“Gender, through the lens of white supremacy, prescribes how we should be, instead of accepting us how we are. It tells boys they’re not supposed to cry (or even feel emotion), and it tells girls they’re supposed to be good at cooking and play with Barbies. Those are small examples of a much larger issue, and these gendered lessons exist at every turn, are all-consuming and ripple across our lives.There are people in bodies deemed masculine who have been told they are a boy time and time again, even though that’s not how they feel inside. They are told their feelings are unnatural and irrelevant. Boys are told over and over again that they must follow certain rules, their lives must be a certain way, their dreams must be a certain thing.Gender also tells us that we are not whole and are only one part of a whole; the whole being a man and a woman. This is incredibly anti-queer and an unhealthy way to view yourself and a relationship.

Viewing yourself as less than a whole being who possesses the capacity to be masculine and feminine, and perform a variety of roles or possess skills that are deemed feminine, is illogical.It is terrifying to think that so many of us internalize these messages on a deep, subconscious level, a message that exposes men to constant emotional isolation and violence if they exist outside of these preset parameters. It is alarming that many men move through life seeing themselves as incomplete because they will never be with a woman or because they have yet to marry their “soulmate.” It’s alarming that people will not teach their boys how to cook, robbing them of that  that necessary survival skill. It is alarming how many people feel uncomfortable seeing men cry.”

Source: The conditioning that fuels the mental health epidemic for Black men, and how to stop it – The Black Youth Project

The Central Park Five, Criminal Justice, and Donald Trump | The New Yorker

In two trials, in 1990, Santana, Wise, Richardson, McCray, and Salaam were convicted of the attack, even though there was no physical evidence tying them to it, only their supposed confessions, which contradicted one another. They were sentenced to terms of between five and fifteen years. The accused came to be known as the Central Park Five, but that, too, was a linguistic dodge. Better to identify them by their number and the scene of their alleged crime than by the brutality visited upon them by an arbitrary justice system and the public opinion that abetted it. In 2002, Matias Reyes, a convicted rapist, confessed to the crime, and, based on DNA evidence, the charges against the five were vacated. In 2014, the city paid them forty-one million dollars, to settle a federal civil-rights lawsuit.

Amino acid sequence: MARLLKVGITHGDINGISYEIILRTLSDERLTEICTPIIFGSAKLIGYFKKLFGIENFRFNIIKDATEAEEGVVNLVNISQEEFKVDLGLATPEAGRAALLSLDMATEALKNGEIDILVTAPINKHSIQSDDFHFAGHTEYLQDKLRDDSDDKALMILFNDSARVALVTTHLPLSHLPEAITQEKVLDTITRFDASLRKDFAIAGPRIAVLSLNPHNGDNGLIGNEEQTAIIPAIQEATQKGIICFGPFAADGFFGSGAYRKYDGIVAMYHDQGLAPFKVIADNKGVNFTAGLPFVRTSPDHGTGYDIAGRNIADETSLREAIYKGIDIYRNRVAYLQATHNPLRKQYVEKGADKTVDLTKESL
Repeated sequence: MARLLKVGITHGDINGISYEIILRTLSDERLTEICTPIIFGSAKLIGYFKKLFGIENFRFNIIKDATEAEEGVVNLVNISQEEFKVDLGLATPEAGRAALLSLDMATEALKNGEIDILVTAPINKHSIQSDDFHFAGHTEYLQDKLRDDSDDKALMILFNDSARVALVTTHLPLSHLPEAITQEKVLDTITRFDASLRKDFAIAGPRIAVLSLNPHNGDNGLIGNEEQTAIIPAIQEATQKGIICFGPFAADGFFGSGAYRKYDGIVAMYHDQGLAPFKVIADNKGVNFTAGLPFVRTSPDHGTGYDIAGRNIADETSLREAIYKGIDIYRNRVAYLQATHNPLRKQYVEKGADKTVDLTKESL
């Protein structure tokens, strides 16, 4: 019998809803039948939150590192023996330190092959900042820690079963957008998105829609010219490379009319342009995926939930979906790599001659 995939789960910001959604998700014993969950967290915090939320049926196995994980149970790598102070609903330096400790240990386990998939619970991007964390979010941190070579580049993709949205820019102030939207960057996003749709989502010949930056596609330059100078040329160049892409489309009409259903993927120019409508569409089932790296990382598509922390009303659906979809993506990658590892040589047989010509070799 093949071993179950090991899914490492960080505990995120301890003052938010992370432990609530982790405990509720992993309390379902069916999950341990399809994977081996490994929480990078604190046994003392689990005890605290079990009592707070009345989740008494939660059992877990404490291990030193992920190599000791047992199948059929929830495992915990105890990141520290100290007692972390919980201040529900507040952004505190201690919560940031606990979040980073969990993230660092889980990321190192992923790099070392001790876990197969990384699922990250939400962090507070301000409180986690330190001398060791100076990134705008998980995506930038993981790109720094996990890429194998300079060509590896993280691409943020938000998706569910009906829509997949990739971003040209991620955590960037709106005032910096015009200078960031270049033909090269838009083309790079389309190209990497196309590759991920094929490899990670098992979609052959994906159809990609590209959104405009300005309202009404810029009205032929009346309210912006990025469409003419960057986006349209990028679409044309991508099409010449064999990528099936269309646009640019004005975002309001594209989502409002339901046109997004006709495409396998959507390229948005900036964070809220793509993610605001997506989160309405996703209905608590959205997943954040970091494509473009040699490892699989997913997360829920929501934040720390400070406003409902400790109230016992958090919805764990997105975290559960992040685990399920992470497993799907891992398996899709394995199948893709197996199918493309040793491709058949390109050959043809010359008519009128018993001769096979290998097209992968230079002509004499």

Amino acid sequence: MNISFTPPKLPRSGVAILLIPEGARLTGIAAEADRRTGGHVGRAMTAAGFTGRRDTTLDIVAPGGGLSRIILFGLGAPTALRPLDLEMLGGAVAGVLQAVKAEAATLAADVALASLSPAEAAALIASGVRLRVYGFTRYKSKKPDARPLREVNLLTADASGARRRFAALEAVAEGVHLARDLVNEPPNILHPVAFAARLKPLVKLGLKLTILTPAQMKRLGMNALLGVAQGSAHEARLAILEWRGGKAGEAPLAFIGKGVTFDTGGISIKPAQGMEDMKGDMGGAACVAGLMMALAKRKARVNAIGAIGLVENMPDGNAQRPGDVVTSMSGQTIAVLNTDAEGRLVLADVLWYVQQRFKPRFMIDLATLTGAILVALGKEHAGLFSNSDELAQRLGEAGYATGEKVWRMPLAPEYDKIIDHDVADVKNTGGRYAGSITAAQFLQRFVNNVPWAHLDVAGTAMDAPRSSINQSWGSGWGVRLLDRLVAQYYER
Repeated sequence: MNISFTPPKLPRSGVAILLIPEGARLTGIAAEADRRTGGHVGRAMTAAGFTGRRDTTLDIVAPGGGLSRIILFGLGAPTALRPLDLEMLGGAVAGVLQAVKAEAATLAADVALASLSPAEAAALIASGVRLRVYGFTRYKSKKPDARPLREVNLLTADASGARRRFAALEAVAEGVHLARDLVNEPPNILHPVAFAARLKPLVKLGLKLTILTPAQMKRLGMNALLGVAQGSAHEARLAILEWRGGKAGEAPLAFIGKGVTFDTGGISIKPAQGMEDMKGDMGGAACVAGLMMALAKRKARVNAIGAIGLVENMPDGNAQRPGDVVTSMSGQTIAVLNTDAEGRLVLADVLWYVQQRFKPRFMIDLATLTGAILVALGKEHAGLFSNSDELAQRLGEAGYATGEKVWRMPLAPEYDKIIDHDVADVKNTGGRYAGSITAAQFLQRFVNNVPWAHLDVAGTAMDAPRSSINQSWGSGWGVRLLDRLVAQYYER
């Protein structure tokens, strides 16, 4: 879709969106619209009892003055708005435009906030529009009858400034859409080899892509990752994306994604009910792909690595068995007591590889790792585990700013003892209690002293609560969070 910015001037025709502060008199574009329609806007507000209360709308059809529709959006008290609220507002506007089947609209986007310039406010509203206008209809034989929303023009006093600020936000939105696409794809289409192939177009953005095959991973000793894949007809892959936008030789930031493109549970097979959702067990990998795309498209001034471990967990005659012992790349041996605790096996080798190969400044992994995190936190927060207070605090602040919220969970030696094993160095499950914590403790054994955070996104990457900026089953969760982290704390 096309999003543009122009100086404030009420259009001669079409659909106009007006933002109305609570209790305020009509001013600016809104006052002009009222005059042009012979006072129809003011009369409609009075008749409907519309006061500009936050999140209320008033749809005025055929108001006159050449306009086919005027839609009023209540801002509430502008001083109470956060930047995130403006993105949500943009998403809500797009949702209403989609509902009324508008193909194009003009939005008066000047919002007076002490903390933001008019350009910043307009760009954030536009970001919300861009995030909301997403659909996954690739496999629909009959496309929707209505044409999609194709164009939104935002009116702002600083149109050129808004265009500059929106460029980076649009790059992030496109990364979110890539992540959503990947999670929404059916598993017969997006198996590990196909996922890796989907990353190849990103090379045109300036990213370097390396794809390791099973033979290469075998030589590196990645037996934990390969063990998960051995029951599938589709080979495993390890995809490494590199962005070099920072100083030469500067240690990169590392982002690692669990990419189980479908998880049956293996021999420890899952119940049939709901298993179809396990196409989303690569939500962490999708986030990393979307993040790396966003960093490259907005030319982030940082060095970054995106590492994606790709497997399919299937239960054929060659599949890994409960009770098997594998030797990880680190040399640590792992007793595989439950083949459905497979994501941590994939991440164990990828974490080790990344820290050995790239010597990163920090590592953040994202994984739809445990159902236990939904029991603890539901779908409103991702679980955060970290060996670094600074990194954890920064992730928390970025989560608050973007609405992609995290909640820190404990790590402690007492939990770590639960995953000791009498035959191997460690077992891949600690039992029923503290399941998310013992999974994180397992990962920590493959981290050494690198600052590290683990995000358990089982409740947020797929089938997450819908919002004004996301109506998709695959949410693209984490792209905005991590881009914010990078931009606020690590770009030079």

Source: The Central Park Five, Criminal Justice, and Donald Trump | The New Yorker

Here’s How the NFL Could Make #TakeAKnee Mean Something | Dame Magazine

It is important that we applaud Kaepernick and the NFL for addressing racial injustice. But NFL players taking a knee is only the beginning. Eventually, they must also fearlessly stand for something—and they should look to the leadership of today’s important and successful movements, like Black Lives Matter, to decide just what that something should be.

Source: Here’s How the NFL Could Make #TakeAKnee Mean Something | Dame Magazine

You’ve been arrested by a dishonest cop. Can you win in a system set up to protect officers?

You’ve been arrested by a dishonest cop. Can you win in a system set up to protect officers?

Two years ago, Officer “Smith” was caught lying on an arrest report. He was suspended but kept his job. His misconduct remained secret due to California’s strict laws that protect officer personnel records.
Objective: Help prove your innocence by showing that the cop has a history of lying.
This is an imaginary scenario based on a Times analysis of L.A. court records and interviews with attorneys.Read more about this 

SOURCE: LA Times

Credits: Twine, Sugarcube, Fontawesome, L.A. Superior Court records